Some tips on ARC Discovery Grant writing

It’s that time of year again when many of us are spending every waking moment working on some ARC grant application. I’m currently writing a Discovery Grant application and there are quite a lot of differences in this year’s application compared to previous years. These include:

  • The section numbering. What was E is now C, and there are new letters F and G.
  • More work! For example, in F13.3, each of the “Ten-best career publications” requires a 30 word description of the impact and significance of the publication. Each paper in F13.2 (papers from the last five years) must be aligned with a previous Discovery Project if applicable.
  • No paper printout, everything is uploaded in the RMS system.

I am currently about half-way through and here are some things I’ve learnt so far which might help you in economising your time and effort:

  • The budget part hasn’t changed much from previous years, so you can do what you always did. The only difference is that you do everything through RMS.
  • First write down your objectives for C2, and use these as notional subheadings for C3 and C4.
  • Then start writing “C3 Significance and Innovation”. I think of this section as the middle ground, and so what you over-write here usually spills over into C2 and C4. The C2 section gives the subtext and philosophy of the project without details on the background theory. The background theory finds its place in C3 because usually the significance, motivation, innovation and impact is better phrased within a story of the subject.
  • C4 is really the “how to” part of the proposal. When you feel like you’ve started describing methodology in C3, move the material to C4, but don’t be afraid to write too much in C3. I find it difficult to separate the two sections while I’m writing. I think it is best to write a whole slab of stuff on a particular topic, and then separate them into the two sections afterwards.
  • C2 is now much easier to write when you can see what examples and themes you will need to make C3 and C4 easier to understand and more cohesive. Be imaginative, write enthusiastically and do a lot of brain-storming with your C2 section. This is probably the most important part of the application. Your C2 should be understandable to another academic who may not be familiar with your discipline, but might be from an allied discipline (e.g., physics and chemistry, history and english literature).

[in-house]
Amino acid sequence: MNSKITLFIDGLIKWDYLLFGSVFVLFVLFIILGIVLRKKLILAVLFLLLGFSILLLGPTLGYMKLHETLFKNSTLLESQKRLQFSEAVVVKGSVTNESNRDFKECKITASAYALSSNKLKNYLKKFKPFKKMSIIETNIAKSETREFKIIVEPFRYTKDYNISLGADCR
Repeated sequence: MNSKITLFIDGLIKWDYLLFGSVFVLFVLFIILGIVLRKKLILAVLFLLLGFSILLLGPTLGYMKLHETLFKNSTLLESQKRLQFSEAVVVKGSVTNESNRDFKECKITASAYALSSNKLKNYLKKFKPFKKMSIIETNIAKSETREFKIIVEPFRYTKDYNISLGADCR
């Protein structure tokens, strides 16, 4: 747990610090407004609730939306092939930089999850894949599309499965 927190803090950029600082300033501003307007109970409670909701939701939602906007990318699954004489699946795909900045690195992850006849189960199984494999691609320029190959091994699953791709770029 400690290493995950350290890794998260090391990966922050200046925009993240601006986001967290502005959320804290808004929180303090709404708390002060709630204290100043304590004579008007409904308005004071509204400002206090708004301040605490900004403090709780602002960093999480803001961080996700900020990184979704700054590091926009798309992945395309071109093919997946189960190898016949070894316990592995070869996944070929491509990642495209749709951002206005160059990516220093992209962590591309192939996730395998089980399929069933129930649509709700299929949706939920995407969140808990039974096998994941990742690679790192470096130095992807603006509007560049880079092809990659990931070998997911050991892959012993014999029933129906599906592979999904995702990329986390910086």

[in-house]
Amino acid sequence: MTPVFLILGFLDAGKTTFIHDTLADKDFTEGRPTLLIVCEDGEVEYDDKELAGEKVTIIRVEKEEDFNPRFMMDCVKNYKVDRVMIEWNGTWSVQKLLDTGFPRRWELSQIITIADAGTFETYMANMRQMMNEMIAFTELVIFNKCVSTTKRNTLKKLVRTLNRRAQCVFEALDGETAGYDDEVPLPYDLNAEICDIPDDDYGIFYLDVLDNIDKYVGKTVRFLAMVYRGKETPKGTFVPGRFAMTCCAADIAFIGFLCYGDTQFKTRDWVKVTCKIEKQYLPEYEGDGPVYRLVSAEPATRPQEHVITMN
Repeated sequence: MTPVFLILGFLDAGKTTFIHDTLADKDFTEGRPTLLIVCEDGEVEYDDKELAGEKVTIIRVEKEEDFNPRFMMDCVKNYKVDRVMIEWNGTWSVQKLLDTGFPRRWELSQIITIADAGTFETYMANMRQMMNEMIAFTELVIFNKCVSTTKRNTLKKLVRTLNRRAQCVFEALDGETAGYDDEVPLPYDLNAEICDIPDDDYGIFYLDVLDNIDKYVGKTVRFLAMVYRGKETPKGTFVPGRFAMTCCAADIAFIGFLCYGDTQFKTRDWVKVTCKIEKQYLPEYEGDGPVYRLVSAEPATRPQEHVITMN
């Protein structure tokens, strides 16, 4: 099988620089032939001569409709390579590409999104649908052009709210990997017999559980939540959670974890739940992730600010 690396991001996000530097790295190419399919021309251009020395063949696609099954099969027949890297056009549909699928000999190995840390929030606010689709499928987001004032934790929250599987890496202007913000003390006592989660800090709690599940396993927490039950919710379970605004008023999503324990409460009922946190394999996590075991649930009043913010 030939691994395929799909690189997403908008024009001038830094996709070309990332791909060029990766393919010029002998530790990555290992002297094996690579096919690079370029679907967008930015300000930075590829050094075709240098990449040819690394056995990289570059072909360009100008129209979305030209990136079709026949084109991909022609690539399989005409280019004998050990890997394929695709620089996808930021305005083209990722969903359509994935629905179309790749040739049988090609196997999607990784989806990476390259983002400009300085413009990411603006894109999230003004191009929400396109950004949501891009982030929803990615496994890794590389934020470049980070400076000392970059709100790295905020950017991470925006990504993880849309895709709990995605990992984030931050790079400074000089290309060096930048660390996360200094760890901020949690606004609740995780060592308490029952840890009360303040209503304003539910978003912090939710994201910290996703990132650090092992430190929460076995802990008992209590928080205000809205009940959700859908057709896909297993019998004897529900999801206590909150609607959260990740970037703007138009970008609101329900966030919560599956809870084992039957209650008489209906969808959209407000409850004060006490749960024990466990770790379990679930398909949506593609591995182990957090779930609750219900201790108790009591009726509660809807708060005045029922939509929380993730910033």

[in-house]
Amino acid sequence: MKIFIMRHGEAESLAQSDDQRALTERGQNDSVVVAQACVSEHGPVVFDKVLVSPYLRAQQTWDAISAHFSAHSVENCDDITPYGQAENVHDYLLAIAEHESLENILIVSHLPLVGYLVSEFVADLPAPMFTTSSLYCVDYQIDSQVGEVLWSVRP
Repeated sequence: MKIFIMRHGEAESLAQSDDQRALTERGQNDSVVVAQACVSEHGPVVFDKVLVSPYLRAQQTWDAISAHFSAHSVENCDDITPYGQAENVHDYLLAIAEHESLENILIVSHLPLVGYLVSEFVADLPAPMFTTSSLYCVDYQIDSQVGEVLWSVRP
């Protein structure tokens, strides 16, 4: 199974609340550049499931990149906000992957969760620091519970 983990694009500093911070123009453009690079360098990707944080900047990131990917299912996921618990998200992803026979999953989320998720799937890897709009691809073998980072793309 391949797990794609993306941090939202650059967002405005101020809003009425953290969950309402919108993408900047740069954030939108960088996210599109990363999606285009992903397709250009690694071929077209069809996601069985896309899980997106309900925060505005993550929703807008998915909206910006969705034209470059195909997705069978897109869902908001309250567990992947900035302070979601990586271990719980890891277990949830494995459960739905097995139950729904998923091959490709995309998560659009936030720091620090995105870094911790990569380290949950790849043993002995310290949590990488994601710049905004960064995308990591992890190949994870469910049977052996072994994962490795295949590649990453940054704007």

If you are also hard at work on your grant proposal and have spotted some “things to be careful of” items, please comment below. Good luck!

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5 thoughts on “Some tips on ARC Discovery Grant writing

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  1. Here is another thing I’ve found: this year, the margin permission is 0.5cm, which at first you would think is way too small, but it is there for a special reason. After you have uploaded all your PDFs, you will compile the full proposal document as one PDF (this button is on the front page of the draft proposal screen). Each PDF is framed with (I guess) a 2cm margin, effectively embedding your PDF into another PDF by shrinking your work a little. So you should go for the 0.5cm option, otherwise you will have this huge amount of white space in the final product. Here’s a quick way to do it:

    \usepackage{anysize}
    \marginsize{0.5cm}{0.5cm}{0.5cm}{0.5cm}

  2. Just some news on F13. The parts F13.1, F13.4 and F13.5 require the applicant to enter text into boxes (as opposed to uploading a PDF attachment). Unfortunately, RMS does not permit any formatting or line spaces, and so after compiling the master PDF, it all turns into a solid block of text which is not clear enough for assessors to read, and no-doubt, the applicant will cop the criticism for it from the assessors…

    If anyone has found a way around it, let us know. We’ve tried html and xml commands, to no avail.

  3. Another tip, which I overlooked when reading the “Instructions to Applicants”. When entering the budget items, the items auto-populate each year. You can’t change the descriptions unless you change all of them (see what happens when you save). So enter in all the descriptions in the first year: for example, “Travel expenses for Visitor X” and “Travel expenses for Visitor Y”. The items which have a 0 next to them for a particular year will not show up in the compiled PDF. So it works quite well once you know how.

  4. do you guys have a latex template for ARC proposal? or where can i find it? very new to this land. need to find my way. thanks!

  5. I would also be very interested in a LaTeX template.

    I have found a couple from US sites: one for NIH grants at http://tug.ctan.org/tex-archive/macros/latex/contrib/nih/ and two for NSF ones: the first is at http://math.mit.edu/services/grants.html, and the second at http://www-pord.ucsd.edu/~sgille/how_to/proposal_prep.html.

    I suspect any of these could be easily altered to the ARC format if anyone could be bothered? I haven’t read the rules closely enough yet to see if there are any formatting requirements other than the 0.5 cm margin, but possibly one could just use a plain \documentclass{article} format for the project description, since the rest of it is all online?

    Any suggestions would be most welcome.

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